By Anthony Esposito and Dave Graham
MEXICO CITY (Reuters) – Mexico and Canada aim to finish reworking less contentious chapters of the NAFTA trade deal with the United States in new talks beginning on Sunday, hoping to clear the path for a breakthrough on the toughest issues before upcoming elections.
In six months, negotiators have ground out progress on the technical details of a revamped North American Free Trade Agreement, but made little advance on the most radical demands made by the administration of U.S. President Donald Trump.
Ranging from demands for major changes to automotive content rules and dispute resolution mechanisms, to imposing a clause that could automatically kill NAFTA after five years, the chief stumbling blocks laid by the White House look unlikely to be removed in the latest Mexico City round, officials say.
But if the three negotiating teams manage to iron out remaining differences on areas of broader consensus, officials hope the political leaders will turn their attention to brokering a compromise on the trickiest U.S. proposals.
“I think there’s going to be major progress on the technical issues and major obstacles on the critical issues,” Bosco de la Vega, head of Mexican farm lobby the National Agricultural Council, said of the talks running until March 5.
Once agreement is reached on technical chapters such as state-owned enterprises, barriers to trade and e-commerce, about 10 percent of the modernized accord would eventually be left over for political leaders to work out, de la Vega estimated.
Mexico hopes to build on the previous round of talks in Montreal, when Canada floated what it called “creative” solutions to the U.S. demands.
“We will address and deepen the discussion on Canada’s proposals,” a Mexican official told Reuters, speaking on condition of anonymity due to the sensitivity of the matter.
Canada countered U.S. demands for a higher auto content requirement with a proposal to include expenses for engineering, research and development and other high-value work in the total.
Under NAFTA, at least 62.5 percent of the net cost of a passenger car or light truck must originate in the region to avoid tariffs. Trump wants the threshold raised to 85 percent.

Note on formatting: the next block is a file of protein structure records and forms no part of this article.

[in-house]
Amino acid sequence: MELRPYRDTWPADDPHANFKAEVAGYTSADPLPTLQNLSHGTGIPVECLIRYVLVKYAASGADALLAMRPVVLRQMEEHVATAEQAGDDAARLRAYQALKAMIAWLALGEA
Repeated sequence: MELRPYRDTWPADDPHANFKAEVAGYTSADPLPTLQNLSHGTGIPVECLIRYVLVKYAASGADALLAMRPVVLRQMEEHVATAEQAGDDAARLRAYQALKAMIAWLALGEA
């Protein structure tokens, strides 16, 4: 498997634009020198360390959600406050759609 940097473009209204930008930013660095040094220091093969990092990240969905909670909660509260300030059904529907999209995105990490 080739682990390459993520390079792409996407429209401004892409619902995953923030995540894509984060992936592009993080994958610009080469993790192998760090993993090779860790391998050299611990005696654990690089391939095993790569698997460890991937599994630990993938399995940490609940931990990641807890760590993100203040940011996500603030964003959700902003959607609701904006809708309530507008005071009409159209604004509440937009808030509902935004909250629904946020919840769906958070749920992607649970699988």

“You can’t have a successful negotiation if there’s no change to the rules of origin,” said the Mexican official, adding, “it won’t be 85 percent. We’re not sure what the number is going to be.”
Mexico’s Economy Minister Ildefonso Guajardo has said his negotiating team aims to present a proposal on rules of origin, though he has not provided details.
Any final agreement would need to be reached between Trump and auto sector bosses in the United States who oversee the NAFTA region, an industry source close to the process said.
Rules of origin are due to be discussed during the first three days of this round of talks. The North American auto industry has so far pushed back against Trump’s demands, arguing it would damage competitiveness and regional supply chains.
NO QUICK FIX
The latest round comes amid flare-ups between Washington and Ottawa and growing, if cautious, optimism in Mexico that the trade agreement will remain.
Talks are running behind schedule and some officials believe the longer they last, the less likely it is that Trump will dump NAFTA, which he has threatened to do if the overhaul of the accord does not benefit the United States.
Negotiators had wanted to wrap up talks by March to avoid them being politicized by Mexico’s July presidential election.
But officials have already raised the possibility that they will run past Mexico’s vote, and some say they could continue at a technical level for several months if necessary.
A U.S. official noted “there has never been a hard deadline”, and among Mexicans following the process, belief is growing that lobbying efforts by U.S. business leaders and politicians to preserve NAFTA has been gaining traction.
“NAFTA will survive, because the economy wins out in the end. The bosses of the big firms are making the argument for us,” said Ernesto Ruffo, a Mexican senator from the border state of Baja California. “That’s why we’re onto the seventh round.”
Still, a source familiar with Canadian government thinking said Ottawa had little idea what would happen at the round.
Canada’s chief negotiator Steve Verheul struck a downbeat tone last week, telling a business audience “there are large gaps between what we’re trying to achieve and what the U.S. is trying to achieve.”
But Canada would stay in the talks as long as it saw a chance of striking a deal, Verheul said.
“Heading into the next round we will bring a lot of ideas to the table,” he said. “We will be aiming to try to achieve real progress and we’re hoping the U.S. will bring a similar attitude.”
(Additional reporting by Sharay Angulo in Mexico City, Lesley Wroughton in Washington and David Ljunggren in Ottawa; Editing by Daniel Wallis)